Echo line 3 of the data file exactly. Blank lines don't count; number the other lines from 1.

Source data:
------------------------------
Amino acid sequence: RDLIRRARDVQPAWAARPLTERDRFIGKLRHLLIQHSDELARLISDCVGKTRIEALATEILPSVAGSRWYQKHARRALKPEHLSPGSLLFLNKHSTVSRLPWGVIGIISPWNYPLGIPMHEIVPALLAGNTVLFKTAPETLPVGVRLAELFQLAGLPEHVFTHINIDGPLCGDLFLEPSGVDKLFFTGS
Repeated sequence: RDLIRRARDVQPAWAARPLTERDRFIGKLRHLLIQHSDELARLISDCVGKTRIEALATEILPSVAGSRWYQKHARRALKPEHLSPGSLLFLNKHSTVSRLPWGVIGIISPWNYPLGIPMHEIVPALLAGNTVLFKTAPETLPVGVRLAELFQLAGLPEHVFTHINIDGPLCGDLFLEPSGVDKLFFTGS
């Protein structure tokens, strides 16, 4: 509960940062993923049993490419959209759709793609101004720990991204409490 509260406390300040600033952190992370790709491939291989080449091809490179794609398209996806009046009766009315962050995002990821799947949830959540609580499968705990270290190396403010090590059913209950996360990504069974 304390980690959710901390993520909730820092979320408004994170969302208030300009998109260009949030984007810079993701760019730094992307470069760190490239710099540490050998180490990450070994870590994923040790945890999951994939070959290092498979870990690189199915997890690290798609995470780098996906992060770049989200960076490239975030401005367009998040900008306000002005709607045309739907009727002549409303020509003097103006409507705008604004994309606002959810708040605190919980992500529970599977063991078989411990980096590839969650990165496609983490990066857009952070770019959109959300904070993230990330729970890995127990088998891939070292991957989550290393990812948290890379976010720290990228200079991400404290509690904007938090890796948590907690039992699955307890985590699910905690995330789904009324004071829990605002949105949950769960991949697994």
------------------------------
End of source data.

């Protein structure tokens, strides 16, 4: 509960940062993923049993490419959209759709793609101004720990991204409490 509260406390300040600033952190992370790709491939291989080449091809490179794609398209996806009046009766009315962050995002990821799947949830959540609580499968705990270290190396403010090590059913209950996360990504069974 304390980690959710901390993520909730820092979320408004994170969302208030300009998109260009949030984007810079993701760019730094992307470069760190490239710099540490050998180490990450070994870590994923040790945890999951994939070959290092498979870990690189199915997890690290798609995470780098996906992060770049989200960076490239975030401005367009998040900008306000002005709607045309739907009727002549409303020509003097103006409507705008604004994309606002959810708040605190919980992500529970599977063991078989411990980096590839969650990165496609983490990066857009952070770019959109959300904070993230990330729970890995127990088998891939070292991957989550290393990812948290890379976010720290990228200079991400404290509690904007938090890796948590907690039992699955307890985590699910905690995330789904009324004071829990605002949105949950769960991949697994």